Parksville and Qualicum Beach

Qualicum Beach: Come for the sand, stay for the art

This Vancouver Island getaway has oodles of interactive arts

Qualicum Beach resides on a 19-kilometre stretch of sandy shores.
Qualicum Beach resides on a 19-kilometre stretch of sandy shores. — Photo courtesy Parksville Qualicum Beach Tourism Association

When most people visit the Parksville Qualicum Beach region, their first stop is the beach. The 19-kilometre stretch of sandy shores is worthy of your attention, to be sure, but beyond the beach is a thriving and interactive art scene that’s just as impressive. 

“Parksville Qualicum Beach’s artistic style is hands-on and approachable,” said Blain Sepos, executive director of the Parksville Qualicum Beach Tourism Association. 

The region has dozens of galleries and studios. Art lovers can meet resident artists at The Old School House Arts Centre in Qualicum Beach and McMillan Arts Centre in Parksville. Both locations showcase local artists’ work and offer classes and workshops regularly. Pyromania Pottery has public raku days a few times every year for all ages to come, purchase a pot, glaze it and leave with a work of art. Robert Held Art Glass offers a hot glass experience where you can work one-on-one with an experienced glass blower to create your own one-of-a-kind piece. You can even contribute a few brush strokes to a collaborative painting by a famous local artist who goes by the name of Monk. The Salish Sea Market in Bowser offers artwork, jewelry and artisan food—all sourced from artists located on the Salish Sea.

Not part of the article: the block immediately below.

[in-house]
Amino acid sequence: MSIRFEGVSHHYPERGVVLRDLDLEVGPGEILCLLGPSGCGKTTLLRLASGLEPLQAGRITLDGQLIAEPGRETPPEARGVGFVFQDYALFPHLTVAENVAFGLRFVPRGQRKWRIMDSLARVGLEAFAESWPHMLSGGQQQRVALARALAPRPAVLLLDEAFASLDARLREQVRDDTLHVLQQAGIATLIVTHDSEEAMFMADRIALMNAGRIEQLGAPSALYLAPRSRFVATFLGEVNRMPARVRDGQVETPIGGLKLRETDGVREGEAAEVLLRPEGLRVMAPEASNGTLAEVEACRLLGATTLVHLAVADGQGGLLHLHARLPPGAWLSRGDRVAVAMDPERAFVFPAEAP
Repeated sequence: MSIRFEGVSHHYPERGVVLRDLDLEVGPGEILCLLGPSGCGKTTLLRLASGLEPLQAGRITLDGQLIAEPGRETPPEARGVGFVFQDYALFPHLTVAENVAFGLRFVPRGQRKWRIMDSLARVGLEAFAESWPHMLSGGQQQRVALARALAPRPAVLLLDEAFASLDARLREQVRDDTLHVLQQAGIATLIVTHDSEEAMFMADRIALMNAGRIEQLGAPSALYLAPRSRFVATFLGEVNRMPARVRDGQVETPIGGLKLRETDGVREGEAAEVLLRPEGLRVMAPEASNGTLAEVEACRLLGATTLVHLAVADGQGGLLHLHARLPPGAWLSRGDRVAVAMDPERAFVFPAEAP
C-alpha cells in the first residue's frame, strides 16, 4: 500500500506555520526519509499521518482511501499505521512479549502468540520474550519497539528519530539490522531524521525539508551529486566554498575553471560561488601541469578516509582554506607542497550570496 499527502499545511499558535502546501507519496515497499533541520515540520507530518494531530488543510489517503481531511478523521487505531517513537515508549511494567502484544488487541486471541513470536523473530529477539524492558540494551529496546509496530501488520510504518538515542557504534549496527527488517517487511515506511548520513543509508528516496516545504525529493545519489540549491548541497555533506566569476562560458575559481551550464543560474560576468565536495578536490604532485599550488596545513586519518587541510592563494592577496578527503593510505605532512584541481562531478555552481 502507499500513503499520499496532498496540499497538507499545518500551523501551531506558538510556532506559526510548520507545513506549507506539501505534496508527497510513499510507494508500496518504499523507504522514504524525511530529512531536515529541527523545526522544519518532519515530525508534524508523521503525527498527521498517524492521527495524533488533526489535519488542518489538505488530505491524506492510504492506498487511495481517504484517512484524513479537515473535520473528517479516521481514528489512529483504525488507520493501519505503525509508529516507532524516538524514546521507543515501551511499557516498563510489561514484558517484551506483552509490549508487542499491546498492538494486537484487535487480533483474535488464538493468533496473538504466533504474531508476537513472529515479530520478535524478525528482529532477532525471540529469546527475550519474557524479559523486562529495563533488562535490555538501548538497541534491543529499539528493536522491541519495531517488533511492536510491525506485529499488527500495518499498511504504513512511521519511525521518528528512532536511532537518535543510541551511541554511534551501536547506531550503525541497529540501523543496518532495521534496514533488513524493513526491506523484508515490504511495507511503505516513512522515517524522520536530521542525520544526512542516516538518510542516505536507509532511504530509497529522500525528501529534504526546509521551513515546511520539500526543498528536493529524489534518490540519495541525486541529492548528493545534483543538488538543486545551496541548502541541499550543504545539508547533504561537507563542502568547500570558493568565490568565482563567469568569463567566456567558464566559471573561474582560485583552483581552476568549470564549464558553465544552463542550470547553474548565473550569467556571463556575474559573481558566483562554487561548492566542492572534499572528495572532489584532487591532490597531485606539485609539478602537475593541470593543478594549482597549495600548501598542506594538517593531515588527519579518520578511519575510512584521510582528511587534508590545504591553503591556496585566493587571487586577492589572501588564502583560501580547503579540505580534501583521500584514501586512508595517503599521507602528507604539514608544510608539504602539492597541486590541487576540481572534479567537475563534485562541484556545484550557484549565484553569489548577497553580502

Robert Held Art Glass offers a hot glass experience where you can work one-on-one with an experienced glass blower to create your own one-of-a-kind piece.
Robert Held Art Glass offers a hot glass experience where you can work one-on-one with an experienced glass blower to create your own one-of-a-kind piece. — Photo courtesy Parksville Qualicum Beach Tourism Association

Besides all the places to go and view art, many of the buildings themselves are works of art. 

“Town of Qualicum Beach forefathers decided long ago that they wanted their downtown village to carry what some may call a Tudor revival style, and others call quaint,” said Sepos. “The ocean-view Qualicum Beach Inn bucks the trend somewhat with a mid-century modern look, and its CView restaurant features a wall of blown glass by local artist and gallery owner, Robert Held.”

Another incredible feat of artistry includes Vancouver Island University’s Deep Bay Marine Field Station, which looks like a massive wooden and aluminum clamshell. The station overlooks Baynes Sound, one of B.C.’s largest shellfish production areas, and was the first Canadian university building to earn a LEED Platinum rating.

There are many terrific reasons to visit the Parksville Qualicum Beach region—from the beach to the architecture and the interactive art. Another definitive reason to stop and stay in the area is the vibe. 

“My favourite thing about Parksville Qualicum Beach is the down-to-earth, laid-back Island lifestyle,” Sepos said. “And, growing up on the Prairies, I will never take for granted the mild weather or the incredible natural beauty that surrounds us.” 

Vancouver Island University’s Deep Bay Marine Field Station overlooks Baynes Sound, one of B.C.’s largest shellfish production areas.
Vancouver Island University’s Deep Bay Marine Field Station overlooks Baynes Sound, one of B.C.’s largest shellfish production areas. — Photo courtesy Parksville Qualicum Beach Tourism Association

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